Brett Newski: Land Air Sea Garage (Make My Day Records)
Brett Newski is a singer/songwriter out of Milwaukee who’s toured large chunks of the world with his carefully executed blend of folk, pop, and rock. His newest offering, Land Air Sea Garage, is the result of a crowdsourcing campaign, with an official release sometime next year.
I contributed to the crowdsourcing, so got an early copy, and this is Newski’s best work yet. There is sort of a darker feeling overall, but no melody whatsoever is sacrificed in order to get there.
The album starts out swinging with three songs that instantly sound like hits from a mainstream record, “Garage,” “Stranger,” and “Mind at Large.” From here there’s hints of song craftsmanship similar to Fountains of Wayne or Big Star, and some nice Spanish sounding trumpet work in the throwback-sounding “Barcelona.”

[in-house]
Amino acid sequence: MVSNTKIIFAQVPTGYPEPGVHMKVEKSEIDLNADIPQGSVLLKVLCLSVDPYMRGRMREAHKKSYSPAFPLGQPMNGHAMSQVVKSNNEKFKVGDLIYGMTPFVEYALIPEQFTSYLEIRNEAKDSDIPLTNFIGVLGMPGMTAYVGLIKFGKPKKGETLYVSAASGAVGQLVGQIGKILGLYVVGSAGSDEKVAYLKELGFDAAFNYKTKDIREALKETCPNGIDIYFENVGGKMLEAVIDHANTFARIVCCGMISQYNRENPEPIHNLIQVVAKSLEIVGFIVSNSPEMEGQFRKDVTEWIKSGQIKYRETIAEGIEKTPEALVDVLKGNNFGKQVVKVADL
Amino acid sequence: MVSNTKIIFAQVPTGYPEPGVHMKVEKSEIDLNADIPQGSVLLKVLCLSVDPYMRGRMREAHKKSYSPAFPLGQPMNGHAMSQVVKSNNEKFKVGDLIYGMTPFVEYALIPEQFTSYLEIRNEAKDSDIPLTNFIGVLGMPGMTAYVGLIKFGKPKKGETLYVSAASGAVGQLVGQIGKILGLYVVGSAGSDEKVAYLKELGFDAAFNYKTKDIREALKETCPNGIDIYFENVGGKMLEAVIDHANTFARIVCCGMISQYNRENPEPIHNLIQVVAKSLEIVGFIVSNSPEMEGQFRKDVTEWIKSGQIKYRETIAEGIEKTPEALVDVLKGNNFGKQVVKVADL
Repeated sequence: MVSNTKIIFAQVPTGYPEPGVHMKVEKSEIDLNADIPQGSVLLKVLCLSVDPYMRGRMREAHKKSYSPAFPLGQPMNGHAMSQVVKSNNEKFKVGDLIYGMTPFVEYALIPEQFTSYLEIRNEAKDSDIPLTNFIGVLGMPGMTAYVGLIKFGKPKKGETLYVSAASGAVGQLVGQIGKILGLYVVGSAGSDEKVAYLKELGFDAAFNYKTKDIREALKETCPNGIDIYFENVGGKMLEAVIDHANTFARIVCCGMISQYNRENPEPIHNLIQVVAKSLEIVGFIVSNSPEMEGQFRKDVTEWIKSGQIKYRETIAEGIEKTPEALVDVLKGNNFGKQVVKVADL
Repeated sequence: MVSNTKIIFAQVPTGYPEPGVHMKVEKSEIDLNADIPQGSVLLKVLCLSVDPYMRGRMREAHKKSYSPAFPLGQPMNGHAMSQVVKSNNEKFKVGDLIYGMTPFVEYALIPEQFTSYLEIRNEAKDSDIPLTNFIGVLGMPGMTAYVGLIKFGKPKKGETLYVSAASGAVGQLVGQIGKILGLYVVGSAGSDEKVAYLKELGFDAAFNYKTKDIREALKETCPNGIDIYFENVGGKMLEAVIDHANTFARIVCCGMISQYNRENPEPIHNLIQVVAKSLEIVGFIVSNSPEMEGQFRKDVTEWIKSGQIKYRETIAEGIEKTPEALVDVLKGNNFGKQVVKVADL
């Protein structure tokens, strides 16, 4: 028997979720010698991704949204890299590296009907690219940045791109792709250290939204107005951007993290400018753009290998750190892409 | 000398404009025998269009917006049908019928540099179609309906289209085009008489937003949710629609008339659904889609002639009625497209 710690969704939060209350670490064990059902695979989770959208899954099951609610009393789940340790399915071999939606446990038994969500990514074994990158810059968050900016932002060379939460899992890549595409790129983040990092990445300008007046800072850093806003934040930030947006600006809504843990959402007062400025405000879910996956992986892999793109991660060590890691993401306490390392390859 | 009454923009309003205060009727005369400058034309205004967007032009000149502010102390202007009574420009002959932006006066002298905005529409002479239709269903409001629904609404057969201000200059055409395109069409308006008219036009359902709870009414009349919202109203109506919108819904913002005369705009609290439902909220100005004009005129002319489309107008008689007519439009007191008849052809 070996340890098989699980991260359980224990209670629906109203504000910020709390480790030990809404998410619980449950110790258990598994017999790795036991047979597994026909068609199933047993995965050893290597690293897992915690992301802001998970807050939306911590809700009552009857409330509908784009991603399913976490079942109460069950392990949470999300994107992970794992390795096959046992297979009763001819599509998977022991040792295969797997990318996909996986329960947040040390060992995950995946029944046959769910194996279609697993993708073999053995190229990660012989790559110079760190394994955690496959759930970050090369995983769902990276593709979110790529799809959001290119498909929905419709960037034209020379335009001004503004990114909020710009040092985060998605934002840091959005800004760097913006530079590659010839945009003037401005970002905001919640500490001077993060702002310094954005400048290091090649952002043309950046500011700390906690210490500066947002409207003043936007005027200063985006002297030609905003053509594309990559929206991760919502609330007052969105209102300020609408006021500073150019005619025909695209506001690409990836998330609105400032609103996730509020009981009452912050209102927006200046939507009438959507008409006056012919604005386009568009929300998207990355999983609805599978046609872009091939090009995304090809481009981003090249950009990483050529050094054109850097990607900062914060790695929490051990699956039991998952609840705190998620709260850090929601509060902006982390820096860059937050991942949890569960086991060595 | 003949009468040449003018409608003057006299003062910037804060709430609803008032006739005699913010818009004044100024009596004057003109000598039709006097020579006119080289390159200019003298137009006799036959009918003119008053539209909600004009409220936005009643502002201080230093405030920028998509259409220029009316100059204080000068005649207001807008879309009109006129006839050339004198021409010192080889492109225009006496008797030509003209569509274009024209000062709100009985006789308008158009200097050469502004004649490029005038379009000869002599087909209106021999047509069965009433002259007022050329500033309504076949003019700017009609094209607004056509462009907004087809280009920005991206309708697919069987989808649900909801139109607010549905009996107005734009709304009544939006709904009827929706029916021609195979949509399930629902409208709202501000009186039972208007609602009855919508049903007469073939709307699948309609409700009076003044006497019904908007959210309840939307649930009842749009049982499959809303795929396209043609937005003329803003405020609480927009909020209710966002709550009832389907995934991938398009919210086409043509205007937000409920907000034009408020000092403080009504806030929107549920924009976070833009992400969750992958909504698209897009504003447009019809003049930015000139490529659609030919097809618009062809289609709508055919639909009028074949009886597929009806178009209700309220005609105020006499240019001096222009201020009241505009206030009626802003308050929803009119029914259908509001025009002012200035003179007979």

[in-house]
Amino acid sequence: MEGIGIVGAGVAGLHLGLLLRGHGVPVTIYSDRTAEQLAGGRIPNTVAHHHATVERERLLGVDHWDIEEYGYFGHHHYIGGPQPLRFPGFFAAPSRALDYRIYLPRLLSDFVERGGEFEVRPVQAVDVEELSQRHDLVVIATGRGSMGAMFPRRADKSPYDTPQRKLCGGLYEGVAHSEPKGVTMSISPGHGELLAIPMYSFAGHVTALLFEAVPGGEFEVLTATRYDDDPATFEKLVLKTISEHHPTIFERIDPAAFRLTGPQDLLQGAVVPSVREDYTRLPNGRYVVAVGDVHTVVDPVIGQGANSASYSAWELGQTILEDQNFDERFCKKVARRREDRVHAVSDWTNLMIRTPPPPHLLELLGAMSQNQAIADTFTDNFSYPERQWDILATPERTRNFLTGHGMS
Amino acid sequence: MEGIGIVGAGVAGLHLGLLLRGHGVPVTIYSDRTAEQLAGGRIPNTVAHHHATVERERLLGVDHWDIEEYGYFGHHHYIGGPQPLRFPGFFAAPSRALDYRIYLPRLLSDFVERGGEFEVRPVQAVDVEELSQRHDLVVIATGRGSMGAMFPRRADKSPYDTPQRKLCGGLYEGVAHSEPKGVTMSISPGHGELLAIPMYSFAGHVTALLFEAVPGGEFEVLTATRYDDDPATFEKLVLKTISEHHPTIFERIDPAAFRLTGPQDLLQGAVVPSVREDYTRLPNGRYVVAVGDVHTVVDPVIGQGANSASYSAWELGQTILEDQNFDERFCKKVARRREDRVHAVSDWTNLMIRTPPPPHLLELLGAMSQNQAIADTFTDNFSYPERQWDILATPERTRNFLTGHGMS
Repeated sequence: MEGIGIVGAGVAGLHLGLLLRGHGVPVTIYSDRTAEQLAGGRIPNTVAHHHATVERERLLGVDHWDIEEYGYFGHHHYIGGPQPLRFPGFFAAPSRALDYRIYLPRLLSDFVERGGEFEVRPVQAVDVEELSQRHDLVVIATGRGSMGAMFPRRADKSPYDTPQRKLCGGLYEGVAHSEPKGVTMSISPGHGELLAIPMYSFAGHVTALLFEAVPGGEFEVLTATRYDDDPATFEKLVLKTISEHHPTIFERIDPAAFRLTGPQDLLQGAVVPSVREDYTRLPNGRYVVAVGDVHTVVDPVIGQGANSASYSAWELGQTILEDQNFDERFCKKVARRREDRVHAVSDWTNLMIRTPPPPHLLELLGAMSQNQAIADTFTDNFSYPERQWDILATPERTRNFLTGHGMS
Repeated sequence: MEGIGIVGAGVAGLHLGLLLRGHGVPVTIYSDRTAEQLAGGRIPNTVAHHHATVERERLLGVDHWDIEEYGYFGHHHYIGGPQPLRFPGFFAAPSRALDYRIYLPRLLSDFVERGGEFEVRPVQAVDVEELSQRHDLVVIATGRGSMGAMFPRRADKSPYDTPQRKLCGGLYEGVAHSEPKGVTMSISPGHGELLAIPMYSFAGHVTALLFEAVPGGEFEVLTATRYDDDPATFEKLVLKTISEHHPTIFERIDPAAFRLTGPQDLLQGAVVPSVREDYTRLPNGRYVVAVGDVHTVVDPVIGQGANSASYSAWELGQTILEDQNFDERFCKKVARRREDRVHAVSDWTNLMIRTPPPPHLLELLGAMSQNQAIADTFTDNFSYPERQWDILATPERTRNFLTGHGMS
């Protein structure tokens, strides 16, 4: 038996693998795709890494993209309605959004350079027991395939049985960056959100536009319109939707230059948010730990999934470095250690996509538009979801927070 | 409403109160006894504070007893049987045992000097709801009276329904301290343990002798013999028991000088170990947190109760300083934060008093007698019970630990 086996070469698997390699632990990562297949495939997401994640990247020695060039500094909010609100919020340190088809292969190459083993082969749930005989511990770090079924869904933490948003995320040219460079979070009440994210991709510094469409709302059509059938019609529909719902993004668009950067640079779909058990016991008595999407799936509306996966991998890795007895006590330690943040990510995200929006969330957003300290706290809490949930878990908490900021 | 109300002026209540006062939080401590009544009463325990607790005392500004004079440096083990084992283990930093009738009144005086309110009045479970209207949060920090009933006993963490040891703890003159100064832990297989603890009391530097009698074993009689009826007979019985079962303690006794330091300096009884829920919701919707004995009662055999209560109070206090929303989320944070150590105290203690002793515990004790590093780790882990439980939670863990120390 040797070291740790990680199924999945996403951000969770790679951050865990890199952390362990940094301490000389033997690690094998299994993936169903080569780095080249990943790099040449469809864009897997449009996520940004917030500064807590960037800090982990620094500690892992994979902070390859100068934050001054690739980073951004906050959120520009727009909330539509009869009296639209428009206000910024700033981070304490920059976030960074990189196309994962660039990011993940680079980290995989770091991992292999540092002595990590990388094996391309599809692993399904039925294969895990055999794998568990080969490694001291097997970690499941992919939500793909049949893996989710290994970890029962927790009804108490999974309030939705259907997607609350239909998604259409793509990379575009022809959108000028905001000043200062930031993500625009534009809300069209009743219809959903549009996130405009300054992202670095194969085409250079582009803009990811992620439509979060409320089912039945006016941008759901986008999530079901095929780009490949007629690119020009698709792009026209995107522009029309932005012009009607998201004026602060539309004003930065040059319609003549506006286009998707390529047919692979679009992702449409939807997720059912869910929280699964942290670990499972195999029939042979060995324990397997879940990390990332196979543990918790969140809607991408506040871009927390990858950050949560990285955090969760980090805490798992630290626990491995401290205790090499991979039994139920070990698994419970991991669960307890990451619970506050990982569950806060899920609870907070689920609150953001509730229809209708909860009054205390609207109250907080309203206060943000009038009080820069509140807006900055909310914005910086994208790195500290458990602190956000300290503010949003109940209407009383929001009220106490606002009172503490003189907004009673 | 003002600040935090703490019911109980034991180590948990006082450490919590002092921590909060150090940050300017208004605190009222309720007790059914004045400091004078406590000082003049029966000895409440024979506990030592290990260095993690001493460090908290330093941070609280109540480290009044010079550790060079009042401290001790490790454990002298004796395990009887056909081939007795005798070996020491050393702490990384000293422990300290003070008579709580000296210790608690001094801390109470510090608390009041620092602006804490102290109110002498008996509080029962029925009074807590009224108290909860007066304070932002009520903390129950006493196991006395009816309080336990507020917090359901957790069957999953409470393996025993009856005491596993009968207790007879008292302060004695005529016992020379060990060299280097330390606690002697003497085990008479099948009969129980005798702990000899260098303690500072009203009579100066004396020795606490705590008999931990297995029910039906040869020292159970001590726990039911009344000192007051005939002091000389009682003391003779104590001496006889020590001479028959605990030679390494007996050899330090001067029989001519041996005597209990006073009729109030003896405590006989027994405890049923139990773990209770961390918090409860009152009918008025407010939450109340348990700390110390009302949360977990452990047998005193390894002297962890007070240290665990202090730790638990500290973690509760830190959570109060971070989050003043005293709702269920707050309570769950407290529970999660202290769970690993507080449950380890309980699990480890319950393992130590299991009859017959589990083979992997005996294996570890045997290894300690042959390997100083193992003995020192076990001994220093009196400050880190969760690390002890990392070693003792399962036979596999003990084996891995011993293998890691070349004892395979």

“D.I.Y.,” tucked away toward the end, is a tongue-in-cheek look at touring that sounds somewhat like a Beck tune, and is a subject Newski knows a lot about — check out his website to watch videos and read stories about touring on a shoestring budget.
Land Air Sea Garage is the album that should really break Brett Newski. It’s the perfect blend of great songwriting with solid hooks produced very well.
Birthrates: Act Right
Nearby, in Beloit, Wisconsin, there was a lo-fi folk band called Opus Dog, who also toured extensively, before reinventing themselves, moving to Pittsburgh, and renaming themselves Birthrates.
The duo just wrapped up a tour behind their new album, Act Right, featuring seven songs released in September that are stripped down and filled with vocals that alternate between tough and crusty to desperate and pleading.
Definitely more rough around the edges, Act Right will appeal to the D.I.Y. aesthetic pioneered by artists like Daniel Johnston and The Mountain Goats.